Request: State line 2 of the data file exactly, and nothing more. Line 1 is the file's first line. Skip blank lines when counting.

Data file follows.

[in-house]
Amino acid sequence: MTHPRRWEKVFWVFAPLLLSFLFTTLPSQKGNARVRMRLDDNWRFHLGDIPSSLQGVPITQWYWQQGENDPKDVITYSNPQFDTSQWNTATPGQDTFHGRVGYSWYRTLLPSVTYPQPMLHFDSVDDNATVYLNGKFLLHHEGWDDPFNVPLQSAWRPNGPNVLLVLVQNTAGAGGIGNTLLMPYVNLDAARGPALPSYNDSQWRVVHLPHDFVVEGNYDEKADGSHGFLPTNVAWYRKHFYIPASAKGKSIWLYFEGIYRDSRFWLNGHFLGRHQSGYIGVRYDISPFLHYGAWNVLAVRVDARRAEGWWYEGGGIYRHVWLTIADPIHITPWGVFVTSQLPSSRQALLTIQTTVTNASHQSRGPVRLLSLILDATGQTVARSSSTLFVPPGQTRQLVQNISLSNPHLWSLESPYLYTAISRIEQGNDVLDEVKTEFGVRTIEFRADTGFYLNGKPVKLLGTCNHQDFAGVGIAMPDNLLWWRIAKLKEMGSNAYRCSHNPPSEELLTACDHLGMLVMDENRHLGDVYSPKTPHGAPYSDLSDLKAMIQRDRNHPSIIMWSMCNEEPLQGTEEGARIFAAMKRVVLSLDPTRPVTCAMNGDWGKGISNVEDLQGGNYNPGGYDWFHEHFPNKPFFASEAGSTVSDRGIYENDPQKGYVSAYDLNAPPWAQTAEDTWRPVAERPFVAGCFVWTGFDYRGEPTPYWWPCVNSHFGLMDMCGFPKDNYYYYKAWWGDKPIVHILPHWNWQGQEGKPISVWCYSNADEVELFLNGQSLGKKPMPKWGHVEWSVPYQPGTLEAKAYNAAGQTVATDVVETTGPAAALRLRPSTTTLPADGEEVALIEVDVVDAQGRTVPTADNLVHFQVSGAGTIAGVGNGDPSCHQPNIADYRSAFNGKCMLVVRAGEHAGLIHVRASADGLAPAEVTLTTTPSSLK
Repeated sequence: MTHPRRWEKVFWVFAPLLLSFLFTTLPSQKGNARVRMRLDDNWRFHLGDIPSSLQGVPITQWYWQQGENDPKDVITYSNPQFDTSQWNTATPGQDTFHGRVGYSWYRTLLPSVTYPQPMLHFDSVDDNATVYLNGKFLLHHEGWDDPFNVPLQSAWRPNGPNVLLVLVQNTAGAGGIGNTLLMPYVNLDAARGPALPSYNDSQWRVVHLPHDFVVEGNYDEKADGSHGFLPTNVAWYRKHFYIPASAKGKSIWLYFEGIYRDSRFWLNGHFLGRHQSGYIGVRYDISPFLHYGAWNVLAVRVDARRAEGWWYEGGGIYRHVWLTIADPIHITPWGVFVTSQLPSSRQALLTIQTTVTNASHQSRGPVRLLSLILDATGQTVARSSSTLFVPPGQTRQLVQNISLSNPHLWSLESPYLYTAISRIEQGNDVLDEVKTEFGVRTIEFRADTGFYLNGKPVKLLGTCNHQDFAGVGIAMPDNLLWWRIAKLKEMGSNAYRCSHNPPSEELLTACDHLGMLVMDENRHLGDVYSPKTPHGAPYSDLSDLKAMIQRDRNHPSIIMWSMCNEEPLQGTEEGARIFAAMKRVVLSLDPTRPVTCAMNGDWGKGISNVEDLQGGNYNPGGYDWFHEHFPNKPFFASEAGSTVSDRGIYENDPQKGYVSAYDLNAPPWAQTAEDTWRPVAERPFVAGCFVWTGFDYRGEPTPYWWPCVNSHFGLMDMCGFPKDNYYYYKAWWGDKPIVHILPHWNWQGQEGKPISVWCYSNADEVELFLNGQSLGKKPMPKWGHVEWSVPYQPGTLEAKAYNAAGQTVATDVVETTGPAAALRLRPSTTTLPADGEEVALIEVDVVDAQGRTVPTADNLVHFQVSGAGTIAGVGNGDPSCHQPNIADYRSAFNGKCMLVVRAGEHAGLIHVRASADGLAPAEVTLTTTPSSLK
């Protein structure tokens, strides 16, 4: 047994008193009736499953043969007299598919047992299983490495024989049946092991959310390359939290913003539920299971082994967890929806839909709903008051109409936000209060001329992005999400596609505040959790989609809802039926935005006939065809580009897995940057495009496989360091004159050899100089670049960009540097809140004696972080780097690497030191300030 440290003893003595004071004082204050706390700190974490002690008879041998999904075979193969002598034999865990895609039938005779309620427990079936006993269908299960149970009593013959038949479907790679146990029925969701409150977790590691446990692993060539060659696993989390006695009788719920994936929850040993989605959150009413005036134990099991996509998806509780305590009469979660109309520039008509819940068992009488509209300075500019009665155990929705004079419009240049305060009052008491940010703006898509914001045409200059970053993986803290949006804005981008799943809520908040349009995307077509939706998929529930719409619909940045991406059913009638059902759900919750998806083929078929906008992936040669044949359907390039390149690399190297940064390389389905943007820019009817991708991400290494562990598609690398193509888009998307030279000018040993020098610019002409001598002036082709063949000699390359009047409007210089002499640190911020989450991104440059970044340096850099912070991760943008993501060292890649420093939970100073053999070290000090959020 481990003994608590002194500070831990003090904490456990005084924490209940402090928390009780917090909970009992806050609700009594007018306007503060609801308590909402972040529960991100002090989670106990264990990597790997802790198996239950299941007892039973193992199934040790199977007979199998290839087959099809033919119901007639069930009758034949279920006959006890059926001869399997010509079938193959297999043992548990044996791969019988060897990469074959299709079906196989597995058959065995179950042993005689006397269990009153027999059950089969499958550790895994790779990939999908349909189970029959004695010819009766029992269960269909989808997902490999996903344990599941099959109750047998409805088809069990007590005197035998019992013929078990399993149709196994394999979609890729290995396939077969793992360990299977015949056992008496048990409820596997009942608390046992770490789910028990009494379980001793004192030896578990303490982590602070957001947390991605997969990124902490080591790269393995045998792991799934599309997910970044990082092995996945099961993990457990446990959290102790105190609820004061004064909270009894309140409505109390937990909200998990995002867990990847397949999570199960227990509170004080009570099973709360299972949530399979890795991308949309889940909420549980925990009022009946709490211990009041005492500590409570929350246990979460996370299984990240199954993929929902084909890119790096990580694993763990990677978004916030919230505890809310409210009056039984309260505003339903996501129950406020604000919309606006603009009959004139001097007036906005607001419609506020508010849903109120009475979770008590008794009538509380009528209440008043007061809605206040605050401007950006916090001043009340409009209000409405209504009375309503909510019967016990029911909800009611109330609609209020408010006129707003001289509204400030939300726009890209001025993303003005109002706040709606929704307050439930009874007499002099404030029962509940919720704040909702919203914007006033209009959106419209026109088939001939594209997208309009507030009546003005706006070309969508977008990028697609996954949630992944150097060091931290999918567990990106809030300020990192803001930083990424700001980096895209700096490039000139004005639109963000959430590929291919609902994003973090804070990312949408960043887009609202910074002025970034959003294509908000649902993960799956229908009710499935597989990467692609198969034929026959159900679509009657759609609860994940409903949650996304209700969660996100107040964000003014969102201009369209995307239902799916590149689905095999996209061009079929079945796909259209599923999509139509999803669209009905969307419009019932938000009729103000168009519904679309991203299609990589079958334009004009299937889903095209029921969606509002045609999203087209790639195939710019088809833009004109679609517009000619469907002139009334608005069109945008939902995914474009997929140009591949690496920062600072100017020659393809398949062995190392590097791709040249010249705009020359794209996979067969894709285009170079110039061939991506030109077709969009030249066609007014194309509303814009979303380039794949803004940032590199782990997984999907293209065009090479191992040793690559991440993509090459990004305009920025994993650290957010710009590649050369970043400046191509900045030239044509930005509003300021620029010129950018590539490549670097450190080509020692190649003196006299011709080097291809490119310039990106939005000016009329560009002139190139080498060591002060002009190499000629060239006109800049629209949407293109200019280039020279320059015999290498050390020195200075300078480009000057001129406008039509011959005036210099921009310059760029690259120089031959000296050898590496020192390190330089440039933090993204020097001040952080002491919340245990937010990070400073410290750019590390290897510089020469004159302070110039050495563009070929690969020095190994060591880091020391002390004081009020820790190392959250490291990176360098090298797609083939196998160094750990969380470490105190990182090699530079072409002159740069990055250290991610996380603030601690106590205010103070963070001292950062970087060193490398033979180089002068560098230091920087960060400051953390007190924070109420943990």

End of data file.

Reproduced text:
Amino acid sequence: MTHPRRWEKVFWVFAPLLLSFLFTTLPSQKGNARVRMRLDDNWRFHLGDIPSSLQGVPITQWYWQQGENDPKDVITYSNPQFDTSQWNTATPGQDTFHGRVGYSWYRTLLPSVTYPQPMLHFDSVDDNATVYLNGKFLLHHEGWDDPFNVPLQSAWRPNGPNVLLVLVQNTAGAGGIGNTLLMPYVNLDAARGPALPSYNDSQWRVVHLPHDFVVEGNYDEKADGSHGFLPTNVAWYRKHFYIPASAKGKSIWLYFEGIYRDSRFWLNGHFLGRHQSGYIGVRYDISPFLHYGAWNVLAVRVDARRAEGWWYEGGGIYRHVWLTIADPIHITPWGVFVTSQLPSSRQALLTIQTTVTNASHQSRGPVRLLSLILDATGQTVARSSSTLFVPPGQTRQLVQNISLSNPHLWSLESPYLYTAISRIEQGNDVLDEVKTEFGVRTIEFRADTGFYLNGKPVKLLGTCNHQDFAGVGIAMPDNLLWWRIAKLKEMGSNAYRCSHNPPSEELLTACDHLGMLVMDENRHLGDVYSPKTPHGAPYSDLSDLKAMIQRDRNHPSIIMWSMCNEEPLQGTEEGARIFAAMKRVVLSLDPTRPVTCAMNGDWGKGISNVEDLQGGNYNPGGYDWFHEHFPNKPFFASEAGSTVSDRGIYENDPQKGYVSAYDLNAPPWAQTAEDTWRPVAERPFVAGCFVWTGFDYRGEPTPYWWPCVNSHFGLMDMCGFPKDNYYYYKAWWGDKPIVHILPHWNWQGQEGKPISVWCYSNADEVELFLNGQSLGKKPMPKWGHVEWSVPYQPGTLEAKAYNAAGQTVATDVVETTGPAAALRLRPSTTTLPADGEEVALIEVDVVDAQGRTVPTADNLVHFQVSGAGTIAGVGNGDPSCHQPNIADYRSAFNGKCMLVVRAGEHAGLIHVRASADGLAPAEVTLTTTPSSLK